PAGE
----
- The Stage as Setting: One of the most obvious changes to remote deposition practice is that the questioner is not in the same room as the deponent. This opens the door for shifty behavior and mistrust between the litigants and counsel about what might be going on “behind the scenes”. Examining counsel should seek agreement that any counsel attending the deposition in the same room as the deponent be on camera during the entirety of the deposition. Examining counsel should inquire as to the layout of the room and the location of the witness relative to defending counsel. At the beginning of any deposition, examining counsel should not forget to ask what documents the witness has with them in the room and secure an agreement that any document the witness intends to look at or rely upon during the deposition be marked as an exhibit and shared with examining counsel. Documents for which a privilege is asserted should be identified in accordance with Federal Rule of Civil Procedure 26 (the party asserting privilege is required to “describe the nature of the documents, communications, or tangible things not produced or disclosed—and do so in a manner that, without revealing information itself privileged or protected, will enable other parties to assess the claim”) or analogous state rules. If possible, have the deponent angle the video camera so that examining counsel can see if the witness has any documents before them during questioning.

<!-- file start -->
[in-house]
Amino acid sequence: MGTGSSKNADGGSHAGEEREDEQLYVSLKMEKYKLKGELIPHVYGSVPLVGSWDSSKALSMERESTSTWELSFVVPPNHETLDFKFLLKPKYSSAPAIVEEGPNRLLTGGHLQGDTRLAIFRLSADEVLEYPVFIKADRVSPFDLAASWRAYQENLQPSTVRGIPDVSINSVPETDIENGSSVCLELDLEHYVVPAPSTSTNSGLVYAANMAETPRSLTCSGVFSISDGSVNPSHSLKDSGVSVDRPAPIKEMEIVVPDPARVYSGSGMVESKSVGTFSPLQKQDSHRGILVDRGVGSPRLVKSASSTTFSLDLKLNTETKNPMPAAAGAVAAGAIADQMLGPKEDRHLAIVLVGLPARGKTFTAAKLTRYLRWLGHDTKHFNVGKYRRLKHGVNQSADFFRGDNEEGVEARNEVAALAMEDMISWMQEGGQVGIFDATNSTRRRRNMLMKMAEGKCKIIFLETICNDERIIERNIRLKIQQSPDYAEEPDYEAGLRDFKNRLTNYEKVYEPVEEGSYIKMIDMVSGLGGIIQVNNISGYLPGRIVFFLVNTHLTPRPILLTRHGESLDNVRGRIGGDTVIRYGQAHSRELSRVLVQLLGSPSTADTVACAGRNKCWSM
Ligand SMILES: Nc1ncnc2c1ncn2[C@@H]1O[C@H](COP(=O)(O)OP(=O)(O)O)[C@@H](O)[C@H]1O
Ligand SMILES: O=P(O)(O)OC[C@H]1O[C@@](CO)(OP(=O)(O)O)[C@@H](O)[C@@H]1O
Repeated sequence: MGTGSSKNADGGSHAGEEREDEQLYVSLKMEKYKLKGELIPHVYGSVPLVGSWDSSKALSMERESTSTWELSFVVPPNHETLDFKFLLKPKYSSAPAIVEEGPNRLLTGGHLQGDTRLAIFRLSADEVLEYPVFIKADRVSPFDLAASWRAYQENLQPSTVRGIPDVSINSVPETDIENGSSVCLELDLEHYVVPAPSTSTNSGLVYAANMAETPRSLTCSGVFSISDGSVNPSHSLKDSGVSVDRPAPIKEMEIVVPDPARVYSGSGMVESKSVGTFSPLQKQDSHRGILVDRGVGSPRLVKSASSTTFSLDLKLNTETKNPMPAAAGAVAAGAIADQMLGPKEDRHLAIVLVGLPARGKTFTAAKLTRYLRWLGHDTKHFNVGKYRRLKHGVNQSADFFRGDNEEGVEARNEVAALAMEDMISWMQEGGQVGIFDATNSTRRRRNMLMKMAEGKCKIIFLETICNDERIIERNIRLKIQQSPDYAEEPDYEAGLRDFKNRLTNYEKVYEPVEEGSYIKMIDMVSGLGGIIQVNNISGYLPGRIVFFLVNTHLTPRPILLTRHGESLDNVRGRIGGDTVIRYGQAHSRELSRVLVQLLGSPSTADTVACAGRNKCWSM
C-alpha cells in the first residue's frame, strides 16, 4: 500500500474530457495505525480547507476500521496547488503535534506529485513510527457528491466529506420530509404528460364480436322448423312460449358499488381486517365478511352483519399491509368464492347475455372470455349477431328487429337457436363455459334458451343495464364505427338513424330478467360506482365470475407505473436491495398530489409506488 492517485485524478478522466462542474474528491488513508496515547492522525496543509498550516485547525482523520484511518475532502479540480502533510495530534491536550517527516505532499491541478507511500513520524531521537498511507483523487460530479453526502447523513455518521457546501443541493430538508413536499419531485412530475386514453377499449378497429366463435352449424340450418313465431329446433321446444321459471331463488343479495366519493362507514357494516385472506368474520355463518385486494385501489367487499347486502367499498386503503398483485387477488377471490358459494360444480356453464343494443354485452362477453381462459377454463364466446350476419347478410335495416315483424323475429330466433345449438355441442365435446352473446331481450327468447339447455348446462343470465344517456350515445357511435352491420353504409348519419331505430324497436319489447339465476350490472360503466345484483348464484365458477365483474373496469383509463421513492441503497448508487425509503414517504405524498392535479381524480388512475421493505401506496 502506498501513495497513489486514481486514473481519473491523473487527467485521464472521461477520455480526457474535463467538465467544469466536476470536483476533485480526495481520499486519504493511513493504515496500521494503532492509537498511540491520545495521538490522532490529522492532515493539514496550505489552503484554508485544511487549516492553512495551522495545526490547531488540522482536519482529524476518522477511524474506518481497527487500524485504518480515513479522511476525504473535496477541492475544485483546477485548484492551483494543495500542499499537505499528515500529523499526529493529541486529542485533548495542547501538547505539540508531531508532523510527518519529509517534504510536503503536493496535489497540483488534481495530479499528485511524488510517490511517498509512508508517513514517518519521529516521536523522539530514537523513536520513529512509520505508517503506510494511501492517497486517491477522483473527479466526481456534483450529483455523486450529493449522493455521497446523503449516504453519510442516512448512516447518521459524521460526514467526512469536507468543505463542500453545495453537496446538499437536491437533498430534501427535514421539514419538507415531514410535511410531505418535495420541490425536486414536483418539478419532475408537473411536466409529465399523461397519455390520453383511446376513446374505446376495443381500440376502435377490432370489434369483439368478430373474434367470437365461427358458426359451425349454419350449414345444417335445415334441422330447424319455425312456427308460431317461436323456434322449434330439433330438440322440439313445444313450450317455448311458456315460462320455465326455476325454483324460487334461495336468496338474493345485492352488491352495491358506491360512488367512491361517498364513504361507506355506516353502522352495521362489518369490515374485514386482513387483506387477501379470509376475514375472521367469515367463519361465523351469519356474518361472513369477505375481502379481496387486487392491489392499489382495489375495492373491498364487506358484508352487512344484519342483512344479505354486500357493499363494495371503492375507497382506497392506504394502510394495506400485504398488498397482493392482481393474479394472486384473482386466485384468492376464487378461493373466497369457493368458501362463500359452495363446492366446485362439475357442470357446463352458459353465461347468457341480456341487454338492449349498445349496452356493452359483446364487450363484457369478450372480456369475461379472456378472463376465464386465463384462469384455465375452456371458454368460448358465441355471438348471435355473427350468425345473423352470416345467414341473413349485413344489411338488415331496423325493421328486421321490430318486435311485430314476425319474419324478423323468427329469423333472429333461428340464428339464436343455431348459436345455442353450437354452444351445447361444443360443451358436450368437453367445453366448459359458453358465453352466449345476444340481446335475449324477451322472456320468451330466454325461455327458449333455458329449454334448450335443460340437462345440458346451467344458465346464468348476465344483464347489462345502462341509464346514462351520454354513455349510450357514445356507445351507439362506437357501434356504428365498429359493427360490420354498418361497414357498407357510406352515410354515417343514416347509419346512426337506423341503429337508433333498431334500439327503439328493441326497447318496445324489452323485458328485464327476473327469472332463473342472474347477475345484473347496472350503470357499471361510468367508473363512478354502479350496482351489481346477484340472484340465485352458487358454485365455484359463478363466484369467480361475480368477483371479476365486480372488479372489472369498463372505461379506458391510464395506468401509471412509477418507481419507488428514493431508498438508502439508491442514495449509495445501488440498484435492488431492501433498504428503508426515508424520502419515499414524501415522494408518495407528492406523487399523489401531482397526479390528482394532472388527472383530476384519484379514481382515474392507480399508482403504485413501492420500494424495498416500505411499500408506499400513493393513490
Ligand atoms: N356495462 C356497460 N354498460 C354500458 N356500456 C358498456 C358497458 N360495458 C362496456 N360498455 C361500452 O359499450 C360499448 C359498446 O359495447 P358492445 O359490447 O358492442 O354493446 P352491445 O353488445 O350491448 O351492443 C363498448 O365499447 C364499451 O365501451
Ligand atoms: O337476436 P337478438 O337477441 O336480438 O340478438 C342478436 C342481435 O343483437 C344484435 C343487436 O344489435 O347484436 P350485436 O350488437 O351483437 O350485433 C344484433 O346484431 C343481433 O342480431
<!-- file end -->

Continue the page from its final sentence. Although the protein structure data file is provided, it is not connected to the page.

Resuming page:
- Know Your Props: Knowing how to share documents from your remote video application is the most basic step an examining counsel should take but there are other considerations that should be made to improve your efficiency. Prior to the deposition, assemble your documents in a location that are easy to access. Close down applications and open windows that you do not need. Consider setting “bookmarks” within your document so you can easily flip between only the pages you want to show (and avoid time with continuous scrolling). Consider what file format is best for your intended use. Do you want the witness to read a document? A PDF viewer with highlighting function may be your best tool. Do you want a witness to mark a document? Consider using a graphics application like Microsoft Paint 3D or an equivalent. Don’t forget to mark altered versions of documents as separate exhibits!